Released on Kronos records june 2015.
Born on the Portuguese Island of Madeira in October 1977 composer Nuno Malo has within the past five years or so become a name that is instantly recognisable within the film music collecting fraternity, his scores for movies such as JULGAMENTO, MANO, THE CELESTINE PROPHECY, AMALIA and more recently his excellent work for the film NO GOD, NO MASTER has garnered him much deserved praise and critical acclaim from all corners of the globe and established him as a composer of note. As a child he had always been interested in films and watched numerous movies, he always knew he wanted to be part of film making but it was at the age of twelve that he decided that it was music that he would concentrate upon. His first scoring assignment came in 2003 with THE POLICEWOMAN, he had written a piece of music for a concert that was to be performed in Portugal but was unable to be there as he was already living in Los Angeles but the director of THE POLICEWOMAN Joaquim Sapinho was present at the concert and liked the composers music so asked him to score the film, Nuno was pleased to work on the movie as he was allowed to utilise an orchestra which was something that was rare in his native Portugal and ever since that first assignment he has encouraged many Portuguese directors and composers to utilise the orchestra rather than employ only synthetic sounds. For this particular release Kronos records goes back into the not to distant past of the composer to release his wonderfully melodic and affecting soundtrack for BACKLIGHT or THE SIGNAL as it was entitled in a number of countries. The composer has created a melodically sublime and particularly haunting musical score for this motion picture from 2010 which became the number 1 box office movie in Portugal in that year. The director Fernando Fergata produced a thought provoking piece of cinema and it has thankfully in recent times been referred to as a cinematic masterpiece by a number of critics, which is a statement that I would have to agree with. BACKLIGHT is a solely Portuguese production but most of the picture was shot in The United States which is a surprising factor.
The composer combines both conventional instrumentation with synthetic components and fuses these elements together seamlessly to fashion a plethora of exquisite musical compositions. These highly thematic pieces combine to create a stunning and emotive work that oozes a deep and profound sense of emotion that is underlined and complimented by darker but melodic atmospheres and moods. The composer also brings into the equation choir and an outstanding solo voice (which is actually the composer himself performing) which gives the work a somewhat unworldly persona via its ethereal aural contribution, which just establishes to an even greater degree the outstanding talent and versatility of this composer/performer. Malo in my opinion is a composer that is comfortable within any genre and with his score to BACKLIGHT enhances each scenario to perfection supporting without being intrusive and producing sounds and harmonies that are not only fitting for the storyline of the project but also have life away from the screen. It is a score that contains numerous themes all of which segue easily into each other and also at times mirror each other, one underlining another or parts of a theme being subtly introduced within another, thus creating a fine consistency and continuity to the work as well as ingratiating the movie and supporting every frame of film where music is utilised. There is a sound present within the score that is very much akin to that of the late John Barry, Malo combining strings and choir in a very similar way to that of the British music- smith to bring forth affecting, moving and haunting melodies that sweep over the listener creating an ambience that is calming but at the same time highly charged. There is so much within the score it is sometimes difficult to comprehend that all of this thematic material has come from one movie or indeed from one composer.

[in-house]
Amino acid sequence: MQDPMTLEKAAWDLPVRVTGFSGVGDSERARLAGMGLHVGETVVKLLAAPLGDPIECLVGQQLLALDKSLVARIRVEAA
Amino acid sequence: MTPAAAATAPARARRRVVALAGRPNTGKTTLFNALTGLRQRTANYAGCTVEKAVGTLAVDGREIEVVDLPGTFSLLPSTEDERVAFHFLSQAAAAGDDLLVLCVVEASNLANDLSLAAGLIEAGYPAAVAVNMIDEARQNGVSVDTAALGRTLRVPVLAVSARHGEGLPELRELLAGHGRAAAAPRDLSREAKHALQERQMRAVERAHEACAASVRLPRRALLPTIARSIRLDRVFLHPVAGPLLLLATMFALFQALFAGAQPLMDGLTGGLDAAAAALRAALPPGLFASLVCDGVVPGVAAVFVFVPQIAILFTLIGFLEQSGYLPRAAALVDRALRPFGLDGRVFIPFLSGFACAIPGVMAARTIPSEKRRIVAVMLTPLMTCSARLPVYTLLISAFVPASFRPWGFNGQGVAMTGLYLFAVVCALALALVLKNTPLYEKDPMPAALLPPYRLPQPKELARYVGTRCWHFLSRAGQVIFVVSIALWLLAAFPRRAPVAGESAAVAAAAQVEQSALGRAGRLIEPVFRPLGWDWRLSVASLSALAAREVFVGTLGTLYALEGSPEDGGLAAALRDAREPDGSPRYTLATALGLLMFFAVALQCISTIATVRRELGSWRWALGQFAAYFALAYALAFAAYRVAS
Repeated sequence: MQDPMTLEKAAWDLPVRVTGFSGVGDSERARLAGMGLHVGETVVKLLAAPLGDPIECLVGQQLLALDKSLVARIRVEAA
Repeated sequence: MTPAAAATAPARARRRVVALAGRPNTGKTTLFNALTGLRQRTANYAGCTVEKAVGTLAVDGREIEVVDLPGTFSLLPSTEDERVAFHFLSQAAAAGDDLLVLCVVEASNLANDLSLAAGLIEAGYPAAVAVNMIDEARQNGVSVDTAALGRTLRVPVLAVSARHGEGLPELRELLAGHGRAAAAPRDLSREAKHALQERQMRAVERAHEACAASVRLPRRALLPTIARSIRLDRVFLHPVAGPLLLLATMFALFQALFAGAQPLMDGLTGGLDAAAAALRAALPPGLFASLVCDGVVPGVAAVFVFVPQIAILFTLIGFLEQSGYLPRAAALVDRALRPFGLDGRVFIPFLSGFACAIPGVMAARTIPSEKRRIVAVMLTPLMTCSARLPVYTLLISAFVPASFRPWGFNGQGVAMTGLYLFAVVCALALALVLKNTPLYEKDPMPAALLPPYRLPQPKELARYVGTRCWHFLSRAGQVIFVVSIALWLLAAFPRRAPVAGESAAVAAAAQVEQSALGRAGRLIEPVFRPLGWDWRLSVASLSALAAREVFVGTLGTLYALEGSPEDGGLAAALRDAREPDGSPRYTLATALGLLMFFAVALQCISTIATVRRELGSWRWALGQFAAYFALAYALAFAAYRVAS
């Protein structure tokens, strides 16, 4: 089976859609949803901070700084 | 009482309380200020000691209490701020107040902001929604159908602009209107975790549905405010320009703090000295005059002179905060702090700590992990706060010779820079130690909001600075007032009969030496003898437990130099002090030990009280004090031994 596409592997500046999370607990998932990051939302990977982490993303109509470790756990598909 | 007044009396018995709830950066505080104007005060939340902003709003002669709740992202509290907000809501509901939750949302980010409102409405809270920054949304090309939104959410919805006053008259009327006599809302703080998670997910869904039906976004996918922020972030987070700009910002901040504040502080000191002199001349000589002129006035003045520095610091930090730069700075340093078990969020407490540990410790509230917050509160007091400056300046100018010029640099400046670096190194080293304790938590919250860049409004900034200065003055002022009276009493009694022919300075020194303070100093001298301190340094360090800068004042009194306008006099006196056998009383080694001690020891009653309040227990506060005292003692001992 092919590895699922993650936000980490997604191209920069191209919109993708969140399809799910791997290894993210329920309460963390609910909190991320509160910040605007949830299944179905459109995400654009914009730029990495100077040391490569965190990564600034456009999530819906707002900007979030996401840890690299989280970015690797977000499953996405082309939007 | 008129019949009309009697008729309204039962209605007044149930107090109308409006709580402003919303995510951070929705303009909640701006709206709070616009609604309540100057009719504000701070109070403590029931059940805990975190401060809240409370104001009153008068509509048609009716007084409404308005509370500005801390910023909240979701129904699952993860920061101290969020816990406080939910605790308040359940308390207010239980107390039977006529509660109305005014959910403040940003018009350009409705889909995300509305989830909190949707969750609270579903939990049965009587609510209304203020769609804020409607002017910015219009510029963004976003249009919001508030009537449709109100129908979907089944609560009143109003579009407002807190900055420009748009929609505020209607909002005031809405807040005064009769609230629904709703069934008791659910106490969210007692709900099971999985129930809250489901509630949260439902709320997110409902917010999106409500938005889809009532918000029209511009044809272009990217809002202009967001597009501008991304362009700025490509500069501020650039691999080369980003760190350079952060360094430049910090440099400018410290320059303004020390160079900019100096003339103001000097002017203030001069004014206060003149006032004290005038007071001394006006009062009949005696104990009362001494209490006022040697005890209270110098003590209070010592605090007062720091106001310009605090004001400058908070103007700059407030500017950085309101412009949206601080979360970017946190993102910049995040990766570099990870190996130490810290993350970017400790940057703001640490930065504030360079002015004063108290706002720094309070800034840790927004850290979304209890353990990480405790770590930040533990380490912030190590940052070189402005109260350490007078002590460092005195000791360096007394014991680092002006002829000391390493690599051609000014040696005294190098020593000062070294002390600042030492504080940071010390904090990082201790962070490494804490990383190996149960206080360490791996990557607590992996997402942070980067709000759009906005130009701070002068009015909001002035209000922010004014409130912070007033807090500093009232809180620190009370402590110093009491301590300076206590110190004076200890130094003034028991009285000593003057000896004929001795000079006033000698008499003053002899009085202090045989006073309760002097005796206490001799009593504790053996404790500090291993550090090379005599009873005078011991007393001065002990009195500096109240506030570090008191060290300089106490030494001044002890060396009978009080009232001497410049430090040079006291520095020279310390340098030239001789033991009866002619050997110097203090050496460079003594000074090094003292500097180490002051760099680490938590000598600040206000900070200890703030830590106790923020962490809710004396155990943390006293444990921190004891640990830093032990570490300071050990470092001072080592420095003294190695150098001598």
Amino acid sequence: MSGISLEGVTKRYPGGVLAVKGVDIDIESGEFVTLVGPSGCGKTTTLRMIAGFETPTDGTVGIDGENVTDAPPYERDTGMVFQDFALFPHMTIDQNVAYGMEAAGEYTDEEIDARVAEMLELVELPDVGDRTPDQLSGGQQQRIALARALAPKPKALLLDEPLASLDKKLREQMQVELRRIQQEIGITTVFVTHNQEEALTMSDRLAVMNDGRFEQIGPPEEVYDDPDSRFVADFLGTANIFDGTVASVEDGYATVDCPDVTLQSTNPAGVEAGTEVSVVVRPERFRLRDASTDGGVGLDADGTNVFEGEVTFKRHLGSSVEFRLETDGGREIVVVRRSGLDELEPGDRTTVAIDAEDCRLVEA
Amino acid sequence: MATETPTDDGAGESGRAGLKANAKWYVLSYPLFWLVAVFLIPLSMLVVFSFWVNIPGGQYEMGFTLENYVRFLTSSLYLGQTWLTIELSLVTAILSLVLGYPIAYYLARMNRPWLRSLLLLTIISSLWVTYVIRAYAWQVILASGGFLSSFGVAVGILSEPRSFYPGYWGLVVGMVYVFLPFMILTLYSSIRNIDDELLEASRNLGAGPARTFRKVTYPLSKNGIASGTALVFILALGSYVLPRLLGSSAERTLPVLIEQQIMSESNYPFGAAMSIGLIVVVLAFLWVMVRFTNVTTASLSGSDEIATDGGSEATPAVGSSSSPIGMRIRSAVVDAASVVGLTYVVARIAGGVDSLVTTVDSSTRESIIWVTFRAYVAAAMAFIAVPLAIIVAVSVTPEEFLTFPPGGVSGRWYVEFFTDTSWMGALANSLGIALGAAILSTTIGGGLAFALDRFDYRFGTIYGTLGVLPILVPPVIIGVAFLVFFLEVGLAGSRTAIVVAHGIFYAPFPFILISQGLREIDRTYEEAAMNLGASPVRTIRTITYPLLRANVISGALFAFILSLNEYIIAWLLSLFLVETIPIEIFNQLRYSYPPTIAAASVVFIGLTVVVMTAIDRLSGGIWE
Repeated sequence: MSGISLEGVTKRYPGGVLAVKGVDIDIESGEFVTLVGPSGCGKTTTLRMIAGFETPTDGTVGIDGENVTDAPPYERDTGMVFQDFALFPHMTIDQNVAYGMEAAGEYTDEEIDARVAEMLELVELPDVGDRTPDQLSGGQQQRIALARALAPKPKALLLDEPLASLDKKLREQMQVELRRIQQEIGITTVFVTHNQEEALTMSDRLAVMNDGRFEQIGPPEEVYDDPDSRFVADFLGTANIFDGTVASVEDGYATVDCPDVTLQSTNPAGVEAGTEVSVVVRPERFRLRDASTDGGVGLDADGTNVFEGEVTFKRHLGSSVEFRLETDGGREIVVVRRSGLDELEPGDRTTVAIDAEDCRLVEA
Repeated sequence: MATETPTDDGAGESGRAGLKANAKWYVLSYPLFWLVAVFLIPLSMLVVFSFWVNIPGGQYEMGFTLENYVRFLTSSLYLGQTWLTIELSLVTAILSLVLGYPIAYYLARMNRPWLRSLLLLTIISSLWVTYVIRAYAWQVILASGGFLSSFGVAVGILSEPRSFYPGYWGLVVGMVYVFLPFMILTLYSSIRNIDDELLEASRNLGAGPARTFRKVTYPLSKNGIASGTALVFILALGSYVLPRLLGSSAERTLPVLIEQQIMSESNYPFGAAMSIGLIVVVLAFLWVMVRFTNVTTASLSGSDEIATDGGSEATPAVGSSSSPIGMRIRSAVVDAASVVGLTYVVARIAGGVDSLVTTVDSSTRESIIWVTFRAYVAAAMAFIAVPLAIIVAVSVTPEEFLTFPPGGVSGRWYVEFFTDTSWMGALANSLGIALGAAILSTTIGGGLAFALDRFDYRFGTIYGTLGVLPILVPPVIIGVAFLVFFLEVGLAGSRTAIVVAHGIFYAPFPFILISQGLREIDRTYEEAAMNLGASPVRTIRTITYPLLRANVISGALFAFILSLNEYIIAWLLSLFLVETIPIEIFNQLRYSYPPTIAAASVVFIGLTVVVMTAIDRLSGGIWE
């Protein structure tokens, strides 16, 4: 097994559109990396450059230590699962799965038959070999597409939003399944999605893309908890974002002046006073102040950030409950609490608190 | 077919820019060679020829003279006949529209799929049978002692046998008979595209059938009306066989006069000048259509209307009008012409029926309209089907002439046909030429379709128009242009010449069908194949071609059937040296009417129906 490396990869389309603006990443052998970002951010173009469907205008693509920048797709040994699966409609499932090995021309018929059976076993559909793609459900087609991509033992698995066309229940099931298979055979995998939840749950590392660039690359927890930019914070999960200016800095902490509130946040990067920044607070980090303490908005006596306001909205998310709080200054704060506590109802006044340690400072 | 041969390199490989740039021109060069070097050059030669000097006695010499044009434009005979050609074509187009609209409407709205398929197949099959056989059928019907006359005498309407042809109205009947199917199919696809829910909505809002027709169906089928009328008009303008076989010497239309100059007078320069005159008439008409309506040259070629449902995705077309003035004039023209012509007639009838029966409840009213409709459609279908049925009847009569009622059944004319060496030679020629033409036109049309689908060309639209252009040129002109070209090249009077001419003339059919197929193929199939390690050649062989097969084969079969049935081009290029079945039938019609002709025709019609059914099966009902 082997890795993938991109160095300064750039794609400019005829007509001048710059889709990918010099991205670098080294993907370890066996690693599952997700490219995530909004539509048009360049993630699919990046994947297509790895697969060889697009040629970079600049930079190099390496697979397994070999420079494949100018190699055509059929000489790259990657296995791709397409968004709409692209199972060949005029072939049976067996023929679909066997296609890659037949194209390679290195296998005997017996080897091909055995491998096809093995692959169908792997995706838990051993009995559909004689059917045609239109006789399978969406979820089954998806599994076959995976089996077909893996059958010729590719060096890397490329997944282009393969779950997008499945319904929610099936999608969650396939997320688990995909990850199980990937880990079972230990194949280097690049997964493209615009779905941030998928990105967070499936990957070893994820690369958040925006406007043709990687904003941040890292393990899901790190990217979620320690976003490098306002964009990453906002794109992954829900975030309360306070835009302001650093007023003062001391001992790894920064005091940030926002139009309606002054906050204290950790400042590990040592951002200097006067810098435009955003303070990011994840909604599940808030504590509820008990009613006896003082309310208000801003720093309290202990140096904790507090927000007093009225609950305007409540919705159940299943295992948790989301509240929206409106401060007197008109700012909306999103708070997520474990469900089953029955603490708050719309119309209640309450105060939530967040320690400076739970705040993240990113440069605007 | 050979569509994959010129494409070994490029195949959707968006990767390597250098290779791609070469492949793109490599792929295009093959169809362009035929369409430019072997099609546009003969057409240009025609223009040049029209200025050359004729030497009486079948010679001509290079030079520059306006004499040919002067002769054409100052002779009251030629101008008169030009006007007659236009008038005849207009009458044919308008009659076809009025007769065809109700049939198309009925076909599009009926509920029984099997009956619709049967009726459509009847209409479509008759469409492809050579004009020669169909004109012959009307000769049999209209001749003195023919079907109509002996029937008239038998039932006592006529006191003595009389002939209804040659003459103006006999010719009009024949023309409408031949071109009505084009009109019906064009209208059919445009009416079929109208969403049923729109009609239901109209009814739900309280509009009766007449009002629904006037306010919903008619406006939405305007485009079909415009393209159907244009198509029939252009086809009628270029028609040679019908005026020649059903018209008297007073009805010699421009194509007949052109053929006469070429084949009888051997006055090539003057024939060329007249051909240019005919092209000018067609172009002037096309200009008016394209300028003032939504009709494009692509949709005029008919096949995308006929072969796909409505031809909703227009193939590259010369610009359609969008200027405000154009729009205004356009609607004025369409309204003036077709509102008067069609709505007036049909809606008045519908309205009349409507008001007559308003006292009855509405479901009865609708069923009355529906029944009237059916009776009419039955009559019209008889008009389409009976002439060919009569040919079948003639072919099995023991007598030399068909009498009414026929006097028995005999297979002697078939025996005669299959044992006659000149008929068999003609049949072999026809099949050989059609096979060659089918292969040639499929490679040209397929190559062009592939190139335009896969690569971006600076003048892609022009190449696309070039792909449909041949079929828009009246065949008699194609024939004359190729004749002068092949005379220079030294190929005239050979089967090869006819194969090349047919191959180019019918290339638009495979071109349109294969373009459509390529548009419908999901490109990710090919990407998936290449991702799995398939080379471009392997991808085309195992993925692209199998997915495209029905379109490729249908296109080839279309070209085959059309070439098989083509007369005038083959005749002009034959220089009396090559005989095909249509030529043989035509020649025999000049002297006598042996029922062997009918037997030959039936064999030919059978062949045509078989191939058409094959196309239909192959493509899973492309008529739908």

John Mansell © 2015
(John Mansell is a member of the IFMCA and also author of numerous essays and reviews on film music).